I am delighted to share this beautiful exploration of how we can use stories to investigate our new year goals, what we want to build on and the changes we want to make. Thank you Kate!
Although each moment represents and offers new beginnings, I do find the beginning of a new year especially exciting. It feels like the mother of new beginnings, a crisp fresh start, a blank page, even though in all practicality it is only one day sliding into another. I feel the same excitement about the beginning of a new year as I feel when receiving a new book; familiarity with the main outlines of the book and aware of my intention of purchasing it, but unknown of its content and implications for my way of understanding, seeing and relating to life.
Work and stories
Ken Wilber, an American writer and philosopher, calls himself a storyteller. In an audio program called Kosmic Consciousness with Tami Simon, he presents that a part of being human is reflecting on those things that arise around you. On the one hand we live our lives and on the other we make theories and maps about it, philosophise and reflect to make sense of our experiences. When you hook all these things together, you tell coherent stories.
So, we all have stories concerning work in various degrees. It could be that you are currently unemployed or haven’t yet stepped into work life, or that you find yourself in a job you dislike or one that you find fulfilling and meaningful. For quite a few of us work represents a blend of sometimes contradicting stories. It can both be meaningful and exhausting, giving and stressful.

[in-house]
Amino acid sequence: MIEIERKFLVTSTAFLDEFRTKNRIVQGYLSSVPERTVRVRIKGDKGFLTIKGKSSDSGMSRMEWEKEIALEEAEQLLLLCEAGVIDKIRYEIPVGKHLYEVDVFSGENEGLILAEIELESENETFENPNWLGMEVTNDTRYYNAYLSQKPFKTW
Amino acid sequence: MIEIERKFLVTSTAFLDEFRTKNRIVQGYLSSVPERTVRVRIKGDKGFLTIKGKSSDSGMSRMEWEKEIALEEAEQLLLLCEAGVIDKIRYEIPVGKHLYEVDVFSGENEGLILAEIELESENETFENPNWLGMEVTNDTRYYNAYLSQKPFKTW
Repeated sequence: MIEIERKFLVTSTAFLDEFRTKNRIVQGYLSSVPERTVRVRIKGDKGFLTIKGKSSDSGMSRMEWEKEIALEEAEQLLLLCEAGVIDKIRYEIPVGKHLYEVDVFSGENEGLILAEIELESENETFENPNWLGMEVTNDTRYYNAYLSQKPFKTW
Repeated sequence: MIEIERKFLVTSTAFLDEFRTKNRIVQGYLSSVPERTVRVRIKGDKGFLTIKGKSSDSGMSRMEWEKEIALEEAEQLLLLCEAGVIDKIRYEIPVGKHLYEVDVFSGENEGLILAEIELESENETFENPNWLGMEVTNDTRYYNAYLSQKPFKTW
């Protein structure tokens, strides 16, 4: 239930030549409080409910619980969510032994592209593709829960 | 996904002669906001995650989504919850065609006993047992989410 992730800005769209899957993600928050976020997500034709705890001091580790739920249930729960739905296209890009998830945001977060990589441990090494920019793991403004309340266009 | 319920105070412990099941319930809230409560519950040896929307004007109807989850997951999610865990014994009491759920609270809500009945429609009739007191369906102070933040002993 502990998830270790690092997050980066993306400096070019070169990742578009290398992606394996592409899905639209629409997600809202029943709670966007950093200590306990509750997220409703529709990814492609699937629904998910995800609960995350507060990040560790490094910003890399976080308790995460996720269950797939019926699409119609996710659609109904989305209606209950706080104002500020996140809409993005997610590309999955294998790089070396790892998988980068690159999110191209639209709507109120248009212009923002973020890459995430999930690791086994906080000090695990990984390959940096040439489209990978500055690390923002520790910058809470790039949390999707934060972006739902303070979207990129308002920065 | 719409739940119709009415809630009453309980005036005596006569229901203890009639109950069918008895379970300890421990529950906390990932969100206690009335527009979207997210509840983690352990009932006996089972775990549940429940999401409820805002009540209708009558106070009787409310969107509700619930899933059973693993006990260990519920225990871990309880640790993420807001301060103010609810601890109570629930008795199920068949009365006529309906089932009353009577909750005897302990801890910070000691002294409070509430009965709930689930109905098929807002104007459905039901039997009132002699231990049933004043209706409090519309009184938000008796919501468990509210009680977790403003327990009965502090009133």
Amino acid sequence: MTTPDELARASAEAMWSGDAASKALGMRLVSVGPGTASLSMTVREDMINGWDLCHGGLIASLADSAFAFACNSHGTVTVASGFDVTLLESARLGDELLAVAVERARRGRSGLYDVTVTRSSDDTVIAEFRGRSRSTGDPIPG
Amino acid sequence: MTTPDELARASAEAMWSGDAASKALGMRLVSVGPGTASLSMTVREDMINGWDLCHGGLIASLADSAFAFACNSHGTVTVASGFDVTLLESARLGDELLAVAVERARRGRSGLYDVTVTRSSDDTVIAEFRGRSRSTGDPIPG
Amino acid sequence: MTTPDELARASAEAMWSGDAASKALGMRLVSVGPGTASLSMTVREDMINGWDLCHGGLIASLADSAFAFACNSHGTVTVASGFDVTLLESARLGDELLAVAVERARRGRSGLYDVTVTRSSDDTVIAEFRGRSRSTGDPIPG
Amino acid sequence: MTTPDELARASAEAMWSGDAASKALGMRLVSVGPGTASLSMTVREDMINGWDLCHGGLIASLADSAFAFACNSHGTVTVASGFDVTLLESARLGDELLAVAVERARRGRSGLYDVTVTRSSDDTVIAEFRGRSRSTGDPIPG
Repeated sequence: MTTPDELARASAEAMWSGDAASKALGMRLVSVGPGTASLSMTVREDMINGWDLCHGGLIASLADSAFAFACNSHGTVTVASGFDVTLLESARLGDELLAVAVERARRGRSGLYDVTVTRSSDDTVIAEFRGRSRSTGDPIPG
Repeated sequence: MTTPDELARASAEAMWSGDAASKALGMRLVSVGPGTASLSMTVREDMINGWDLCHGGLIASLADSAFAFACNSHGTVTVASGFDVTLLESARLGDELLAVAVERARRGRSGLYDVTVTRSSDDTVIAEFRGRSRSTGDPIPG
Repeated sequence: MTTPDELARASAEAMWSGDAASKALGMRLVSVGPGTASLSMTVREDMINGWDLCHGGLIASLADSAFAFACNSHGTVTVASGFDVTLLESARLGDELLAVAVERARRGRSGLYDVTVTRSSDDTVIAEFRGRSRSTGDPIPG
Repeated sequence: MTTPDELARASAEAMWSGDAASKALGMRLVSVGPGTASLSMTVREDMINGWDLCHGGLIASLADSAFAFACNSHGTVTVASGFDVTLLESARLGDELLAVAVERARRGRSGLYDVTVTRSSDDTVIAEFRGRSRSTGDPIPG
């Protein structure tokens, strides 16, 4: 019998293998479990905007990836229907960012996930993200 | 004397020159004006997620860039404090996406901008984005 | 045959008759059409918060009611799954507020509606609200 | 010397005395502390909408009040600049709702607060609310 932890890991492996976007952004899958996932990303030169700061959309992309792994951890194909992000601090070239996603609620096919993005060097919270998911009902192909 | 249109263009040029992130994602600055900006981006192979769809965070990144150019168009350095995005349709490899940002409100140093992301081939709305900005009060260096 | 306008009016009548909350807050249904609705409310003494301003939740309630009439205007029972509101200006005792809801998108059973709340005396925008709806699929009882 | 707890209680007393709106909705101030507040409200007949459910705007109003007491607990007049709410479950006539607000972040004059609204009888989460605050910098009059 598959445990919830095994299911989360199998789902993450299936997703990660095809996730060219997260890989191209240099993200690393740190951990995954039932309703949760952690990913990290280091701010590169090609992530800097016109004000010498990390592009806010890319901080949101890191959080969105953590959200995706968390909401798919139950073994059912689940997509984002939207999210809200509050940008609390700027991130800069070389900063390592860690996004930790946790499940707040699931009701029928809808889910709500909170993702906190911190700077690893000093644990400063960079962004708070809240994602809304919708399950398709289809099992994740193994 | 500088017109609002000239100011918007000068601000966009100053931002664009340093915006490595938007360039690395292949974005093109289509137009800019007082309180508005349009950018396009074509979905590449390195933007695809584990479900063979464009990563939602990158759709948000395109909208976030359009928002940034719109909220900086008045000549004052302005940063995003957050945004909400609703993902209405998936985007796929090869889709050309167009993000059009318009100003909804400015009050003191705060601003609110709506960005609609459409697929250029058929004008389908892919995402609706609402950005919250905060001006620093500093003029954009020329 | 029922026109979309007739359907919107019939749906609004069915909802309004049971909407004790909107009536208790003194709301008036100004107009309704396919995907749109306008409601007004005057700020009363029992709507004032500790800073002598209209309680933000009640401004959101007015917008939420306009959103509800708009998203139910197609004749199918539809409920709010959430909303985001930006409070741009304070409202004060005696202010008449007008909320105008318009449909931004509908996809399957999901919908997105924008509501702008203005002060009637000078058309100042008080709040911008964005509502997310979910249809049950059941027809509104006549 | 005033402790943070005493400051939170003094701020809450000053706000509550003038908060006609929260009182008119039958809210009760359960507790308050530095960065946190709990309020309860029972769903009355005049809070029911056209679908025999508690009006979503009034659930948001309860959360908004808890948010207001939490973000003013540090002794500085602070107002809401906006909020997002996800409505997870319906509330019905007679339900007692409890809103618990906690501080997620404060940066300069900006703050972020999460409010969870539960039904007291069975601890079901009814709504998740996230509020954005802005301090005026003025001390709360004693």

I go about living my work life filled with meetings with clients, deadlines, project writing and working to reach the company’s objective and key goals, as well as create stories around my work experiences. Now and then I remember to pause and step back to take a bird’s-eye view of what I am up to, but rarely do I view work life with such a wide-angled lens as I do in the beginning of a New Year.
The written stories – the work year of 2019
Can you relate to the feeling that arises when you decide to disengage from your otherwise busy life and sit down to read a book? You actively make a conscious decision of doing something else, of pausing. The beginning of a new year is a little bit like that for me, but instead of sitting down with a book, I sit down and take a reflective look at my work biography of the past year. It is a great way for me to acknowledge all the time set aside for work in 2019, for remembering and for finding areas for future growth and development. I look back at moments of joy and accomplishments, moments of difficulties, struggles, sadness and hiccups, as well as all the people I have connected with in different ways.
Looking back at challenges experienced, challenges overcome and what factors supported me in overcoming them, gives me the opportunity to reflect upon areas I have felt growth and in what areas of my professional life I still feel stagnation. Noticed areas of difficulties, open wounds or standstills are particularly interesting for me to take a look at. Not always comfortable, but I often find that within the areas I most tend to procrastinate or overlook lies the hidden gold for development.
If you took a look back at your work biography of 2019, where would you find learning and growth? In what situations didn’t things go according to plan or you made mistakes. In what ways might that have affected you? Anything you are particularly thankful for having experienced at or through work the past year?
The unwritten stories – the work year of 2020